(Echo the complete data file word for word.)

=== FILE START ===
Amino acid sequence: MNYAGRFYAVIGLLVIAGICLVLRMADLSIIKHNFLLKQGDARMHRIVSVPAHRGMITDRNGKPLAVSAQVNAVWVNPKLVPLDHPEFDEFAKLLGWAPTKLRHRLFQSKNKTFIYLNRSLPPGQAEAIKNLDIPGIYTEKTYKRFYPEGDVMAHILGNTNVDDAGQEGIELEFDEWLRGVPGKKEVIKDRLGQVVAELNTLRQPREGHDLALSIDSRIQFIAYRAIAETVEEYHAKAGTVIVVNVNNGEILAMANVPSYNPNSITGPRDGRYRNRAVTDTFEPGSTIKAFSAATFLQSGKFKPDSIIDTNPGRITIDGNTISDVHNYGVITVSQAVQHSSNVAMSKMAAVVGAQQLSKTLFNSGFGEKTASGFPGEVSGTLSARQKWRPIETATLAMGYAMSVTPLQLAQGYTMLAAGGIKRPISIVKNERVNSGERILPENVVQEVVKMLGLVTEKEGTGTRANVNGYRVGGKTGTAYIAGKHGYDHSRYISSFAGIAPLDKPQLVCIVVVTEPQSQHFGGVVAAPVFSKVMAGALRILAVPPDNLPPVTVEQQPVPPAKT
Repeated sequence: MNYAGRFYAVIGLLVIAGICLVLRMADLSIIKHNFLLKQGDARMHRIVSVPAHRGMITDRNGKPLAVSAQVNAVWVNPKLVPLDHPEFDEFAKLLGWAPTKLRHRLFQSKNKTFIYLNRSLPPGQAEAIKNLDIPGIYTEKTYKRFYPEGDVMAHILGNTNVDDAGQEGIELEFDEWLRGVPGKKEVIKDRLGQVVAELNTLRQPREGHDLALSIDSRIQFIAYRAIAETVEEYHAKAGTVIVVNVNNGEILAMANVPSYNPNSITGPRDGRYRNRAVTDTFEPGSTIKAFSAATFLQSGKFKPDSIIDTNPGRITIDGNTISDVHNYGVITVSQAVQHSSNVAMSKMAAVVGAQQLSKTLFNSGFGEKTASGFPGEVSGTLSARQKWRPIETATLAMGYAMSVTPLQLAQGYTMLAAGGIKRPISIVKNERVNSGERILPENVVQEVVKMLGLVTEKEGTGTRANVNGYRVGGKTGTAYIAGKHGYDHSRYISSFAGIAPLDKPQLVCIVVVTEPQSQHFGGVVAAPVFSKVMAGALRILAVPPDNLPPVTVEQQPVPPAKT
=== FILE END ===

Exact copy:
Amino acid sequence: MNYAGRFYAVIGLLVIAGICLVLRMADLSIIKHNFLLKQGDARMHRIVSVPAHRGMITDRNGKPLAVSAQVNAVWVNPKLVPLDHPEFDEFAKLLGWAPTKLRHRLFQSKNKTFIYLNRSLPPGQAEAIKNLDIPGIYTEKTYKRFYPEGDVMAHILGNTNVDDAGQEGIELEFDEWLRGVPGKKEVIKDRLGQVVAELNTLRQPREGHDLALSIDSRIQFIAYRAIAETVEEYHAKAGTVIVVNVNNGEILAMANVPSYNPNSITGPRDGRYRNRAVTDTFEPGSTIKAFSAATFLQSGKFKPDSIIDTNPGRITIDGNTISDVHNYGVITVSQAVQHSSNVAMSKMAAVVGAQQLSKTLFNSGFGEKTASGFPGEVSGTLSARQKWRPIETATLAMGYAMSVTPLQLAQGYTMLAAGGIKRPISIVKNERVNSGERILPENVVQEVVKMLGLVTEKEGTGTRANVNGYRVGGKTGTAYIAGKHGYDHSRYISSFAGIAPLDKPQLVCIVVVTEPQSQHFGGVVAAPVFSKVMAGALRILAVPPDNLPPVTVEQQPVPPAKT
Repeated sequence: MNYAGRFYAVIGLLVIAGICLVLRMADLSIIKHNFLLKQGDARMHRIVSVPAHRGMITDRNGKPLAVSAQVNAVWVNPKLVPLDHPEFDEFAKLLGWAPTKLRHRLFQSKNKTFIYLNRSLPPGQAEAIKNLDIPGIYTEKTYKRFYPEGDVMAHILGNTNVDDAGQEGIELEFDEWLRGVPGKKEVIKDRLGQVVAELNTLRQPREGHDLALSIDSRIQFIAYRAIAETVEEYHAKAGTVIVVNVNNGEILAMANVPSYNPNSITGPRDGRYRNRAVTDTFEPGSTIKAFSAATFLQSGKFKPDSIIDTNPGRITIDGNTISDVHNYGVITVSQAVQHSSNVAMSKMAAVVGAQQLSKTLFNSGFGEKTASGFPGEVSGTLSARQKWRPIETATLAMGYAMSVTPLQLAQGYTMLAAGGIKRPISIVKNERVNSGERILPENVVQEVVKMLGLVTEKEGTGTRANVNGYRVGGKTGTAYIAGKHGYDHSRYISSFAGIAPLDKPQLVCIVVVTEPQSQHFGGVVAAPVFSKVMAGALRILAVPPDNLPPVTVEQQPVPPAKT